Pose For A Picture: Getting up on your right toe is a good sign you're in a sound finish position.
You don't hit the ball with your finish, but you can improve your contact by paying more attention to it. Make a memory imprint of how a good finish feels. It will help your weight shift and balance, and you'll hit more solid shots.
In a correct finish, your belly button faces the target and your weight has shifted onto your left foot. Your right heel is off the ground, with your weight balanced on your right toe (right). Ideally I can lift my right foot from this position and not fall over.
I capture this feeling on the practice tee and take it to the course. Try this drill: Swing into a sound finish, and hold it for a few seconds, as if you're posing for a picture. Do this three times, and then hit a ball and see if you can reproduce that finish.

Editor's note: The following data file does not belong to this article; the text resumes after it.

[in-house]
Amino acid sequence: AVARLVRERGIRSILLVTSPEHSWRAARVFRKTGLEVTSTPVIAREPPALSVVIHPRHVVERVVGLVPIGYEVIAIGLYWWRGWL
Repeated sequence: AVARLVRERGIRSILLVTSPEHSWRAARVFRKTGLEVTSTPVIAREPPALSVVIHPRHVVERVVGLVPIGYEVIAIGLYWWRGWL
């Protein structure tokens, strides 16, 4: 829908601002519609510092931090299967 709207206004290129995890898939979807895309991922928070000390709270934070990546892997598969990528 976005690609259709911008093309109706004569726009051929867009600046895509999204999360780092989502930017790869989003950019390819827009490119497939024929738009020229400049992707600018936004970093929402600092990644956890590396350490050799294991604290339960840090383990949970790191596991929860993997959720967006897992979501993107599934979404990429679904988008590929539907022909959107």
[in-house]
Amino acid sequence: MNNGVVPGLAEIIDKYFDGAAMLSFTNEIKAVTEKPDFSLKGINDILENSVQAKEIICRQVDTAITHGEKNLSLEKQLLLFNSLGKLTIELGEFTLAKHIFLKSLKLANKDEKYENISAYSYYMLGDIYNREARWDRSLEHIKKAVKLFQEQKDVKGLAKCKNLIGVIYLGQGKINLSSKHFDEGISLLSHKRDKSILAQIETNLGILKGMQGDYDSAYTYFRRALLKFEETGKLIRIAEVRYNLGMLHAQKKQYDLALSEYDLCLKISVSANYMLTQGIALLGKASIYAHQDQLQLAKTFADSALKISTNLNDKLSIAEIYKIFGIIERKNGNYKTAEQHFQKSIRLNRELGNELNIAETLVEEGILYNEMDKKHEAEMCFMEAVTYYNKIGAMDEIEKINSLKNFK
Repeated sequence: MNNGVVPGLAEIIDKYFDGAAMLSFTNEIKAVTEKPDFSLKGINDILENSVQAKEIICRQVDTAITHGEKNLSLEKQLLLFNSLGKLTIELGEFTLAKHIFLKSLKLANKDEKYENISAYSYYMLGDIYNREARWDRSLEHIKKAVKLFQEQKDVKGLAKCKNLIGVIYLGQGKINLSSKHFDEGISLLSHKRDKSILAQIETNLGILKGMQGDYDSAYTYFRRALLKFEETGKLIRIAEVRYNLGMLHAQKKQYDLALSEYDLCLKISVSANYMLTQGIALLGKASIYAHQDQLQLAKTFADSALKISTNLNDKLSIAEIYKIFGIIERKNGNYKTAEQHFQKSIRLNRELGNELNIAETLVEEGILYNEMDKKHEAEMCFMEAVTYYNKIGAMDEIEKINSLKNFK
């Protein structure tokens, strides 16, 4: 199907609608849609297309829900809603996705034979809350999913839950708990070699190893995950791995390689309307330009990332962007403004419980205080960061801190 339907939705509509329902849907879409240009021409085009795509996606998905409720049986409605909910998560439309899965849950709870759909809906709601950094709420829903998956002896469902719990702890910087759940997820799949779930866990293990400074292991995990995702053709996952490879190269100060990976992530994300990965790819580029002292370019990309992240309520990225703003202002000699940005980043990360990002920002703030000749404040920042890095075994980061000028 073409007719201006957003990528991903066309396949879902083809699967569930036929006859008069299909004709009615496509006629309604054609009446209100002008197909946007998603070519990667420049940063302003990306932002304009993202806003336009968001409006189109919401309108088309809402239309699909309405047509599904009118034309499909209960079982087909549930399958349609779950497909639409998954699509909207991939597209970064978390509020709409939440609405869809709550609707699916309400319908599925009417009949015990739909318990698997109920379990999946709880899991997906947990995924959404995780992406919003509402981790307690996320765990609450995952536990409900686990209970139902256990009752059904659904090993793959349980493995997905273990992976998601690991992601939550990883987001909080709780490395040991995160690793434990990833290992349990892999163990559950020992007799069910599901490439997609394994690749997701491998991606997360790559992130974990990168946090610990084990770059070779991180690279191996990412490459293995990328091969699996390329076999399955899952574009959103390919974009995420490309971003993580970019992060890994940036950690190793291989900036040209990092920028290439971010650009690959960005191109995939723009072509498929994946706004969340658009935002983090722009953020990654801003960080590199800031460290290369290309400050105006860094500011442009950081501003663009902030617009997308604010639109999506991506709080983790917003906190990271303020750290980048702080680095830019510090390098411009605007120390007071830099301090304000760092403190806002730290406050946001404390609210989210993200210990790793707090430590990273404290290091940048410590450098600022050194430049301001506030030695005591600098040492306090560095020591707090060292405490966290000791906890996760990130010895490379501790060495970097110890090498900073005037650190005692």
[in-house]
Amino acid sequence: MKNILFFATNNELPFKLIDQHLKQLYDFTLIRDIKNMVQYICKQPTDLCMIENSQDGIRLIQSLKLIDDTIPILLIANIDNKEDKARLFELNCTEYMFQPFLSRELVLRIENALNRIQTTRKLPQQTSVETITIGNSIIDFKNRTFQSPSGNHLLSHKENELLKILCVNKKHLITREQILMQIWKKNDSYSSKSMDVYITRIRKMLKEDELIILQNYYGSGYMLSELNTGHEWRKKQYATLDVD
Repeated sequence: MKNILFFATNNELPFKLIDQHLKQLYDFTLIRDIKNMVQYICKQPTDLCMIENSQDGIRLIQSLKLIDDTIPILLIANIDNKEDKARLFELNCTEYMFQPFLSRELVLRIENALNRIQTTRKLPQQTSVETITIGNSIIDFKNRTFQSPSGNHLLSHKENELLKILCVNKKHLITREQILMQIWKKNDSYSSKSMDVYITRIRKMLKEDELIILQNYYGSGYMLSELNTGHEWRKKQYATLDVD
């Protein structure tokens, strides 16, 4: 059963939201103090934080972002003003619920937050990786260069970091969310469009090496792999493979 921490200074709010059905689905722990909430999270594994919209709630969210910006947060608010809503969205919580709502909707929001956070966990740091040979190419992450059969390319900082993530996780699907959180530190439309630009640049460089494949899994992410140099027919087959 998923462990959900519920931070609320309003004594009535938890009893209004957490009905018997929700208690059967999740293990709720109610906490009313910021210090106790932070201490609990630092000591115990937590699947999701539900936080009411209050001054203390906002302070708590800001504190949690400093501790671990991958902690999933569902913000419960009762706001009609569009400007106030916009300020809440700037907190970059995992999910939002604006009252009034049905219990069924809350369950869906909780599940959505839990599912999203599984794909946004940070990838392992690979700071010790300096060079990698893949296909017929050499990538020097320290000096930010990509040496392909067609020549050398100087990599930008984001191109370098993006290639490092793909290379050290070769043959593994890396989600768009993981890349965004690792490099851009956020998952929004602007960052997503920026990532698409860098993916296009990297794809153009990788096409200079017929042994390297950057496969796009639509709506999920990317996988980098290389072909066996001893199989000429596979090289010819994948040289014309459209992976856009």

If you lose your balance, you're probably swinging too fast. Slow down until you can hold your finish—especially on uneven lies.
Rehearse your finish position on your practice swing. Then play the shot thinking about holding your finish until the ball lands.
THOUGHTS FROM TOM
Your first clue about how a putt will behave can come as you walk up to the green after an approach shot. Notice the basic slope of the green: It's easier to determine from 40 yards away than up close. The general slope can be your first—and most important—impression of the speed and break of a putt. It's another good reason to walk rather than ride in a golf cart.
Watson is the golf professional emeritus at The Greenbrier in White Sulphur Springs, W.Va. Click here for more tips from Watson.